– Marge of course doesn’t give a flying fuck about her daughter’s unhappiness or disillusionment about America. When Lisa once again affirms she’s going to stay in Canada, Marge, with a big smirk on her face, tells her to look out across the lake at the United States and think of only the good. So Lisa does, and she imagines America’s all-stars: Abraham Lincoln flying on Dumbo (SWEET, SWEET DISNEY SYNERGY!!), Aretha Franklin, Judy Blume (voicing herself) and Louis Armstrong, who sways Lisa with just one line of dialogue (“Get your ass back over there!”) It’d be funny if it were intentionally awful, but I know it’s not. Speaking of Dumbo, I thought maybe I’d talk about the absolutely stupefying piece of synergy released a month ago during the promotion of Disney+, announcing the series would be available exclusively through the new streaming service. It’s just… I still don’t fully know how to express how I feel about it. It so desperately wants to seem like it’s biting the hand that feeds like they used to, referencing to Disney as their “new corporate overlords” (SEE! They referenced that line that’s a meme!!) and showing Rupert Murdoch’s portrait in a trash can (never mind the Murdochs are now majority shareholders in Disney), but it’s all so fucking phony. The Simpsons went from being counter-culture in the 90s, to just being culture in the 2000s, and now they’re just blank-faced corporate assets to be used however their new lords and masters at Disney will see fit. To paraphrase Troy McClure, who knows how much more soulless and creatively bereft The Simpsons will become between now and the time the show becomes unprofitable?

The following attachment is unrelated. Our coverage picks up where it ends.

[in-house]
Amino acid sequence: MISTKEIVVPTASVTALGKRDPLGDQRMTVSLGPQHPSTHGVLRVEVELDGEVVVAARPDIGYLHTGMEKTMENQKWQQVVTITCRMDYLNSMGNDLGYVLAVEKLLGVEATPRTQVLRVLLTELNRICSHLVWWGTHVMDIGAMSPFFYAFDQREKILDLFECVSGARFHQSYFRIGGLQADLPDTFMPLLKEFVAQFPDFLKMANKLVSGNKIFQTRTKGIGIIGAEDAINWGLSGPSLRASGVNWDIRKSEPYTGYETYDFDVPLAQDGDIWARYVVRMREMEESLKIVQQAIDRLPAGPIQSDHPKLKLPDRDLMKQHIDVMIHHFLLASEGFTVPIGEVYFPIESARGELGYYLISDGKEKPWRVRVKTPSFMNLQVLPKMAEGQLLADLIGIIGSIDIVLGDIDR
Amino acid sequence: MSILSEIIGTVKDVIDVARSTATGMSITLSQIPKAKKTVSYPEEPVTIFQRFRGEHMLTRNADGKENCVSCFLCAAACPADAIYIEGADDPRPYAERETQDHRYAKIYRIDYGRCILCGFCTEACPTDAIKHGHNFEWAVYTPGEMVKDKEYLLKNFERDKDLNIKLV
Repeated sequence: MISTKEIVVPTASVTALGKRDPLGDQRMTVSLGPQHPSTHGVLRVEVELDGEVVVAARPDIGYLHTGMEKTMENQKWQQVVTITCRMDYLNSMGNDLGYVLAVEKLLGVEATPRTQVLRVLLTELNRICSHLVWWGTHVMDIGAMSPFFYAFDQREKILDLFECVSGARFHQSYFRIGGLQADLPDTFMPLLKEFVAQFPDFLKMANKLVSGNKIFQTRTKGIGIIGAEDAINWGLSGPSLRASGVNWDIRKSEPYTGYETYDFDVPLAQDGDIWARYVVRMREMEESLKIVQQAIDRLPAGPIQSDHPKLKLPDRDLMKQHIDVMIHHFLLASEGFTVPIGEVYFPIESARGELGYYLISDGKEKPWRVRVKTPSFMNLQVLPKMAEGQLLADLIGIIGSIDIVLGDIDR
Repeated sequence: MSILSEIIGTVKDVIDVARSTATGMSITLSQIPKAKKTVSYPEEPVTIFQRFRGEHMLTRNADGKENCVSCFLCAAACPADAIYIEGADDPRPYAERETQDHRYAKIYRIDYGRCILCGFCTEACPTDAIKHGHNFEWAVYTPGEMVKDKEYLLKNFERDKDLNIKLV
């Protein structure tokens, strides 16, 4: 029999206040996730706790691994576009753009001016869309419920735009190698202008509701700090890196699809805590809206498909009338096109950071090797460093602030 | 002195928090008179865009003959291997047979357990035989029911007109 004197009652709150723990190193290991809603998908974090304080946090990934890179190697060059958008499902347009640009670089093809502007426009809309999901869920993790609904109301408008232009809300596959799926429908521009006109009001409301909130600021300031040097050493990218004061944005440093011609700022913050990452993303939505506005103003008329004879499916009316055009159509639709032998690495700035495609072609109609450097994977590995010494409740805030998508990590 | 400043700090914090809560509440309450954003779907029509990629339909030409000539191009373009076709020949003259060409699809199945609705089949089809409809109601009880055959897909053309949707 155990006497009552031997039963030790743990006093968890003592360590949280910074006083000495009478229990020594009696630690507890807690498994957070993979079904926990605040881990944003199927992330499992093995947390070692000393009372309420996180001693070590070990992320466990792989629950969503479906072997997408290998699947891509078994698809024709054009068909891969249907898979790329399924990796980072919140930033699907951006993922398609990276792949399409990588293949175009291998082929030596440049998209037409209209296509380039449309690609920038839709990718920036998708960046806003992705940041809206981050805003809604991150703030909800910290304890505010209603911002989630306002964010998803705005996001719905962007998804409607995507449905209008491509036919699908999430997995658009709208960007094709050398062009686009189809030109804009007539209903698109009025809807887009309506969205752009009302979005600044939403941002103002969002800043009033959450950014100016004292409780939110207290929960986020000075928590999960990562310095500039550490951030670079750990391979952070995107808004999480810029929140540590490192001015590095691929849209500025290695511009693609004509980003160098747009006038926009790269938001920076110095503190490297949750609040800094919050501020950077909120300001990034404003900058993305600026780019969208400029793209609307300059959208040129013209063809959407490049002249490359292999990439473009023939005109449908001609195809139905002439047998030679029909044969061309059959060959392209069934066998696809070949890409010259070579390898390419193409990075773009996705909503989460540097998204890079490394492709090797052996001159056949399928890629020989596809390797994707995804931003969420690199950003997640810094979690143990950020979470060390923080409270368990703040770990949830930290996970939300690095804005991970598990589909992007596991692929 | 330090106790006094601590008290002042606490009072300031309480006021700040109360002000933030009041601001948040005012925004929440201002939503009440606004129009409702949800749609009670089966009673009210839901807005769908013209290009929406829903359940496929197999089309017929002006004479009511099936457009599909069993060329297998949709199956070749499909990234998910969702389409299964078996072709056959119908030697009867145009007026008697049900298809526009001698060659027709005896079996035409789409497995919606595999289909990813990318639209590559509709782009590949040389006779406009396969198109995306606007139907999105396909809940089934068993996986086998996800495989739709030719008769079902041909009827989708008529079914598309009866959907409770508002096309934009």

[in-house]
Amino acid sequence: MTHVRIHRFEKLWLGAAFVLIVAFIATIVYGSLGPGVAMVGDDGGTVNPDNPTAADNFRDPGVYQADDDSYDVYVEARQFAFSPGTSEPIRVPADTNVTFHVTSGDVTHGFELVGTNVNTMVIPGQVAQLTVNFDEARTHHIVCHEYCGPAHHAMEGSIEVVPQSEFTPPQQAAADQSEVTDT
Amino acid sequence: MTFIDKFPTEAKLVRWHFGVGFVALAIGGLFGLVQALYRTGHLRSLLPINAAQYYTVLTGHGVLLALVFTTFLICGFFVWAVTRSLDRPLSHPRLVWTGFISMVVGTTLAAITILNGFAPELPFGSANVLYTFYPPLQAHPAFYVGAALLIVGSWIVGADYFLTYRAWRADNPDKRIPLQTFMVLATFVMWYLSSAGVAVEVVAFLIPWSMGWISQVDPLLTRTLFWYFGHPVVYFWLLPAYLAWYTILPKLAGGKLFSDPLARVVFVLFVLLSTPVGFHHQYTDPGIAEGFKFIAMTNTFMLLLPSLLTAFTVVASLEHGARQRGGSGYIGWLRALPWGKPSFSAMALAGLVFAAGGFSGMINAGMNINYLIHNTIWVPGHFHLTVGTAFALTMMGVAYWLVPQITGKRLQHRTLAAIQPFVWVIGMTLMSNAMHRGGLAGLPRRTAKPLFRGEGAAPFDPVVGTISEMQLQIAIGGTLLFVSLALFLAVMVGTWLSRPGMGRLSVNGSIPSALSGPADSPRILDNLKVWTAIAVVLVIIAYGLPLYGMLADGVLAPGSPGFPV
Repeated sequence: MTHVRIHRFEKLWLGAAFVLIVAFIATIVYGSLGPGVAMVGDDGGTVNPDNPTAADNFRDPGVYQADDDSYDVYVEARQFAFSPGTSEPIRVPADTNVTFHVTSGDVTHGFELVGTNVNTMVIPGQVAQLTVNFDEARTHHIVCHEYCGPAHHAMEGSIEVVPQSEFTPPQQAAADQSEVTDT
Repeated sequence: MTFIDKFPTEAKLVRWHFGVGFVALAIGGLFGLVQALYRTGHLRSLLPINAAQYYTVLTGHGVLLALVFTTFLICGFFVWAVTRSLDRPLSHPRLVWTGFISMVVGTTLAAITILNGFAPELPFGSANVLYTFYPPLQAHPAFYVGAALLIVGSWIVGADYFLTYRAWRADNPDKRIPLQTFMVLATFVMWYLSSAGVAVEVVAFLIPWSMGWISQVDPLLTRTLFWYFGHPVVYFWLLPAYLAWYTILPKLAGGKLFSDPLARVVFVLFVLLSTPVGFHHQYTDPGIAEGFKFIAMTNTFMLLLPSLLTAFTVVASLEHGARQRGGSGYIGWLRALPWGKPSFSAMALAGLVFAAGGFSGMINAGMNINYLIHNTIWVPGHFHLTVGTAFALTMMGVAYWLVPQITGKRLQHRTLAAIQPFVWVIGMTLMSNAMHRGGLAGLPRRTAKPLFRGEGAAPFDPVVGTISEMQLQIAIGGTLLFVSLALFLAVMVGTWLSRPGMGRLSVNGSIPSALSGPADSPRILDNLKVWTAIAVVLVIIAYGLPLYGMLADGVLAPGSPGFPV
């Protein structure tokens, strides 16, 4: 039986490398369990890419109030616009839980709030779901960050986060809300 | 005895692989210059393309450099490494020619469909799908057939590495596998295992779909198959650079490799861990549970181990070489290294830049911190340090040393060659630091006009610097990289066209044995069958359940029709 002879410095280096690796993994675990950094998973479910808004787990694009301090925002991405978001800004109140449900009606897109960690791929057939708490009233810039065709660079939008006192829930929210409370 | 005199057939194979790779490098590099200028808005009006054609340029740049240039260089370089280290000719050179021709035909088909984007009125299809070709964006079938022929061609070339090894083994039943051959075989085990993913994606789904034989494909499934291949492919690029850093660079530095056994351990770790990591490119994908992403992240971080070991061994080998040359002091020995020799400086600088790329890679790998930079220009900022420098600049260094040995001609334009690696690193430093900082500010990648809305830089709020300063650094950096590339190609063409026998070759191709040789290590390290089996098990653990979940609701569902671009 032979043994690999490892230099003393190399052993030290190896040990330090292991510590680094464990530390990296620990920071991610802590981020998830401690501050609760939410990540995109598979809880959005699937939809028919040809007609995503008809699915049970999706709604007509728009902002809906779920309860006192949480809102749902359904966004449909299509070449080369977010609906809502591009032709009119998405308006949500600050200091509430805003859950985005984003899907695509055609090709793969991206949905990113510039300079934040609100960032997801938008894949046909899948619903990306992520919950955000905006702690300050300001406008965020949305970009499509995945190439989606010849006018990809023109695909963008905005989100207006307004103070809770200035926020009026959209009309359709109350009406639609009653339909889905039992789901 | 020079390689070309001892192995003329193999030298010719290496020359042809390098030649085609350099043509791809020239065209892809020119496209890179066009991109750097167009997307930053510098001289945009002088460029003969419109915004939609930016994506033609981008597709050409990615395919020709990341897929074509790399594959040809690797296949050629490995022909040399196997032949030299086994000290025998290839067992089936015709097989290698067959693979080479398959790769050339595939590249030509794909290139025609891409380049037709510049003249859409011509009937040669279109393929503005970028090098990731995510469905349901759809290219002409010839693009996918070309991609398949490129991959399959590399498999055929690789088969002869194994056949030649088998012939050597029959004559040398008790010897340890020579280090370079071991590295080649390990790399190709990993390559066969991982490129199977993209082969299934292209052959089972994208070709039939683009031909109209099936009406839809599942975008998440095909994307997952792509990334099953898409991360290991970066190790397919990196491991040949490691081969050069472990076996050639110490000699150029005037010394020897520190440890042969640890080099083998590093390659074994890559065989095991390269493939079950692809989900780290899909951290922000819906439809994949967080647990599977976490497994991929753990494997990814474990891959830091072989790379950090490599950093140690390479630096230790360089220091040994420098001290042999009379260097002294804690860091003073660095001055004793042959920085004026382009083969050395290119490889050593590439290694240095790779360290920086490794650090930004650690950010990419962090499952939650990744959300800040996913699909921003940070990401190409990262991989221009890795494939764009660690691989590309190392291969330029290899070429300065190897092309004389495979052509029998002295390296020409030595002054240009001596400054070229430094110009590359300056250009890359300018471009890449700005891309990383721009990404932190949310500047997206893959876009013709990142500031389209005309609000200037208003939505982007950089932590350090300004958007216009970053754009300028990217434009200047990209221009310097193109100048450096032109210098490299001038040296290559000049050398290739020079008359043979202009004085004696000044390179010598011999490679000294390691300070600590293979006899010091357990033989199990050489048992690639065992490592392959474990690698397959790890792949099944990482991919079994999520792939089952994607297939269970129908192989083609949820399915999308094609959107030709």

One good line/moment: I got nothin’ here. This was a pretty bad one.